--Penicillin-induced hemolytic anemia
--Hemolytic anemia caused by ABO-mismatched blood transfusions
--Erythroblastosis fetalis
--Hyperacute transplant rejection
examples of Type 1 hypersensitity - considered autoimmune disease:
Common examples of autoimmune diseases that are mediated by type II hypersensitivity:
--Autoimmune hemolytic anemia
--Idiopathic/autoimmune thrombocytopenia purpura
--Pernicious anemia
--Rheumatic fever (molecular mimicry causes antibodies produced in response to Strep infection to cross-react with self-antigens in heart, kidney, and joints)
--Goodpasture’s syndrome
--Graves’ disease
--Myasthenia gravis
--Bullous pemphigoid
--Pemphigus vulgaris
Type III Hypersensitivity
Important players here are IgG (or sometimes IgM or IgA) antibodies specific for soluble antigens. When these antibodies and antigens are found in an ~1:1 ratio in the serum, they form immune complexes which overwhelm clearance mechanisms in the spleen and can deposit on tissues throughout the body
examples of Type III Hypersensitivity not considered autoimmune disease
Common examples (not considered autoimmune disease) are:
--Arthus reaction (injection of antigen in individual with pre-existing antibodies can lead to formation of immune complexes and inflammation at site of antigen injection)
--Serum sickness (antibodies to foreign proteins in serum of transfused blood)
--Post-streptococcal glomerulonephritis (antibodies to Strep antigens form complexes and are deposited in kidney vasculature)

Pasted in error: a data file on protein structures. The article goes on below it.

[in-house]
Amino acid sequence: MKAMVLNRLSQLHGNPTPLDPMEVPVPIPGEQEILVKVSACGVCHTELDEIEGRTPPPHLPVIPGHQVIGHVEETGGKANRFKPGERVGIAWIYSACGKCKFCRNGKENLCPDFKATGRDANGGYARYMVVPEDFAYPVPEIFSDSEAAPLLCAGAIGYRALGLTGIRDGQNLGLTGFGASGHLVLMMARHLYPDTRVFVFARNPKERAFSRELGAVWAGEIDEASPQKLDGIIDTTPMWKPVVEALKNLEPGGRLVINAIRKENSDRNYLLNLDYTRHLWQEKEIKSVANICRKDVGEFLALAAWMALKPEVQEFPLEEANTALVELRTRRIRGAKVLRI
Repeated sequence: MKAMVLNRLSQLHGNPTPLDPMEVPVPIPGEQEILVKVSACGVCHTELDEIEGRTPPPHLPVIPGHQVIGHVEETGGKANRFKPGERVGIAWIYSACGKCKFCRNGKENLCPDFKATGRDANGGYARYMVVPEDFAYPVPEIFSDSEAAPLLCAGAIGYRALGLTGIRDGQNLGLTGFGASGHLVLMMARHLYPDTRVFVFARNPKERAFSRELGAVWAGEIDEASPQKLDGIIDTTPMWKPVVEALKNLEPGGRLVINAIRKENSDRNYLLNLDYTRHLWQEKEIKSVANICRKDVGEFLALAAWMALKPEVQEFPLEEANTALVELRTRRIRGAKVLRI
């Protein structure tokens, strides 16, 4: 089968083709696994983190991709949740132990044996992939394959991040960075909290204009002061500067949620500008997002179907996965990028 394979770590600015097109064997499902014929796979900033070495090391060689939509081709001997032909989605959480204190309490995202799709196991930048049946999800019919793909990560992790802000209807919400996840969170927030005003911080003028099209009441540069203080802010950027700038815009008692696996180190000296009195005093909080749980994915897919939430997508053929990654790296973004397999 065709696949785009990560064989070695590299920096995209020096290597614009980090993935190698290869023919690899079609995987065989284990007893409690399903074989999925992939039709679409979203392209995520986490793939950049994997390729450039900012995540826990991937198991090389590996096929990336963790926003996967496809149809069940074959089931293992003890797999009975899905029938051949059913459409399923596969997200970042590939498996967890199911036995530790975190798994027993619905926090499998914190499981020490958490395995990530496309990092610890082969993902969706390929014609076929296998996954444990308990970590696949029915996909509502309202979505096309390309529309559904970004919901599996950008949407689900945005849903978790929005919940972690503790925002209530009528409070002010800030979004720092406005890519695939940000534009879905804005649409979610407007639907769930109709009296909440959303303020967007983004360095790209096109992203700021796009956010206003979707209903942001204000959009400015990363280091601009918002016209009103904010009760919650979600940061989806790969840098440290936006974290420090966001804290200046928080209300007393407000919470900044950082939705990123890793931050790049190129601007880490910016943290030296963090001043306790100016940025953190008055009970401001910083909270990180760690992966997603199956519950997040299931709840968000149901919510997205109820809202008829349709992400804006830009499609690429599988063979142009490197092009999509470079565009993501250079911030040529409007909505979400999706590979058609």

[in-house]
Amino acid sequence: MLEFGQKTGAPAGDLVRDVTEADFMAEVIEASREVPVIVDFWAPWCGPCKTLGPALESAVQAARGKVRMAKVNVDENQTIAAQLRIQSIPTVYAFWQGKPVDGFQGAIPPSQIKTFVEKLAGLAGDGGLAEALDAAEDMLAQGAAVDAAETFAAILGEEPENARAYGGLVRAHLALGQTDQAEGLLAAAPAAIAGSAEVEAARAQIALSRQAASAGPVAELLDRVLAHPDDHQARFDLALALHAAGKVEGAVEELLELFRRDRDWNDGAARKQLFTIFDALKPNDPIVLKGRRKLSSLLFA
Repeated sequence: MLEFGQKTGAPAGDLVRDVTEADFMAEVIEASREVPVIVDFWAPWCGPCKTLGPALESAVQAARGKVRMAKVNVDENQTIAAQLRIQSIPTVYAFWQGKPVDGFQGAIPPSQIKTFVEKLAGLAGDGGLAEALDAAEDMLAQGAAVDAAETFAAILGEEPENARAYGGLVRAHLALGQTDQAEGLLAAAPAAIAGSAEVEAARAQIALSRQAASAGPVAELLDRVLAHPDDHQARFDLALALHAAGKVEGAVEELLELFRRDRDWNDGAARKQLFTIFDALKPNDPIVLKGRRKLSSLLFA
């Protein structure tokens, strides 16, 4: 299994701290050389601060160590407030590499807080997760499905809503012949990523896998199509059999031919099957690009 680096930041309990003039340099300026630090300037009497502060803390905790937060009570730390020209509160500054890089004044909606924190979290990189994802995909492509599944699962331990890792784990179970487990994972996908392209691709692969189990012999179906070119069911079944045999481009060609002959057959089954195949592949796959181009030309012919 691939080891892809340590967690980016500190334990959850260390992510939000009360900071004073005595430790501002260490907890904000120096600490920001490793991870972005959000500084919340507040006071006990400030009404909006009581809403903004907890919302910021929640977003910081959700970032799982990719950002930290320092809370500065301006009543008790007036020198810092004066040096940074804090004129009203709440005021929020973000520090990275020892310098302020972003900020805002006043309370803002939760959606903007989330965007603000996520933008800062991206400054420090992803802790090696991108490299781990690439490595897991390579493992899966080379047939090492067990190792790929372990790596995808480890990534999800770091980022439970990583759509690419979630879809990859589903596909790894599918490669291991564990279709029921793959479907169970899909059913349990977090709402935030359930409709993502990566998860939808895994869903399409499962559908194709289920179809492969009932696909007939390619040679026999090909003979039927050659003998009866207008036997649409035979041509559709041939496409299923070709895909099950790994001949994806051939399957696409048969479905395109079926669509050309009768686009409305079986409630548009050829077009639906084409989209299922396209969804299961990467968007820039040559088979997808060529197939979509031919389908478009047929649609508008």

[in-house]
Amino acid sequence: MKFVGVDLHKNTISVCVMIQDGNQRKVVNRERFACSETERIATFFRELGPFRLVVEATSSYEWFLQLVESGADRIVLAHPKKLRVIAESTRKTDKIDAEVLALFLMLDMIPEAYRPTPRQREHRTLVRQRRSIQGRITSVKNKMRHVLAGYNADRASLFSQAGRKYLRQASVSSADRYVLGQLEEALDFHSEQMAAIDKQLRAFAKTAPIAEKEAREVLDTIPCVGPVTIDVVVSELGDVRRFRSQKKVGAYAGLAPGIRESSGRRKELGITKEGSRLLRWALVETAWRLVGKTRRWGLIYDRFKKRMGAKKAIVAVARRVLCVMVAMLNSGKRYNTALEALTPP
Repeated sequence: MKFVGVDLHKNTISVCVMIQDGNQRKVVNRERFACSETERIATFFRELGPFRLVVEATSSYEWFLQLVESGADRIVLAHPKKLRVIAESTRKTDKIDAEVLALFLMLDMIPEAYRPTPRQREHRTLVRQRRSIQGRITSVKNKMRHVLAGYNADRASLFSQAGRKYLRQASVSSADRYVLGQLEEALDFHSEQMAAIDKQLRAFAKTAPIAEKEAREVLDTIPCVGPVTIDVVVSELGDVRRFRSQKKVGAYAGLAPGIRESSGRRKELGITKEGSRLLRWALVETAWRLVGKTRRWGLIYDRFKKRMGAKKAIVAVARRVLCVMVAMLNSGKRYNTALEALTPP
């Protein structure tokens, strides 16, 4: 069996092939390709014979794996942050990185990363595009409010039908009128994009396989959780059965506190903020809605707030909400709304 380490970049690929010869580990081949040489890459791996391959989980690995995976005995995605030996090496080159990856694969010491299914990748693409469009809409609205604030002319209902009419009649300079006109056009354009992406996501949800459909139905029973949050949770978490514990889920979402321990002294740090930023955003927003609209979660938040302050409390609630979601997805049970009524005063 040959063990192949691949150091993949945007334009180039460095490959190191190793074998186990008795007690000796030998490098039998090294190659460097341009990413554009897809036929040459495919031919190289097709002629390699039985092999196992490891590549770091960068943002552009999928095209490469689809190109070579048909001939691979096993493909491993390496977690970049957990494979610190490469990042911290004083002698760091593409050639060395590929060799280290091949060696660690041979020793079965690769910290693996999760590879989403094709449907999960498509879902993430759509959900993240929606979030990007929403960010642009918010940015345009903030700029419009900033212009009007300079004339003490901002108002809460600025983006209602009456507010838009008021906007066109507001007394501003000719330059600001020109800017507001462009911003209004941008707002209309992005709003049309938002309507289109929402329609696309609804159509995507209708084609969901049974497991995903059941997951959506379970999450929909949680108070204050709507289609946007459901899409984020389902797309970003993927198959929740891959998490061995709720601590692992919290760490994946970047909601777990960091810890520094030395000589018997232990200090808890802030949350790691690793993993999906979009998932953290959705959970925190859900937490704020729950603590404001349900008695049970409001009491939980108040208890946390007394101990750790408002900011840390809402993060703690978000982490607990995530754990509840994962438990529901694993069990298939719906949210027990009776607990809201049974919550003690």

--Hypersensitivity pneumonitis (Farmer’s lung)
examples of Type III Hypersensitivity - considered autoimmune disease
Common examples of autoimmune diseases that are mediated by type III hypersensitivity:
--SLE (lupus)
--Polyarteritis nodosa (a type of vasculitis that is likely autoimmune)
--Rheumatoid arthritis has features of type III hypersensitivity (although in this class we are considering it to be type IV hypersensitivity)
example of Type IV Hypersensitivity (Delayed-type hypersensitivity) not considered autoimmune disease:
Common examples (not considered autoimmune disease) are:
--Poison ivy/oak (contact dermatitis): Poison ivy contains a hapten called pentadecacatechol
--Nickel (and other metal) “allergy” (these are more properly called contact dermatitis since they are type IV and not type I like true allergies): the small metal ions are haptens
--PPD skin test
--Guillain-Barré syndrome
--GVHD
--Acute transplant rejection
--Chronic transplant rejection (chronic rejection also involves antibody-mediated type II or type III hypersensitivity as well)
example of Type IV Hypersensitivity (Delayed-type hypersensitivity) - considered autoimmune disease:
Common examples of autoimmune diseases that are mediated by type IV hypersensitivity:
--Type I diabetes
--Multiple sclerosis
--Hashimoto’s thyroiditis
--Celiac disease (response to peptides derived from gluten such as gliadin)
--Rheumatoid arthritis (although it can involve immune complexes, not all patients have Rheumatoid Factor so it is more likely that it is the cellular infiltration of the joints that is causing the symptoms)

Treatment is disease-specific, but in many cases immunosuppression can be helpful.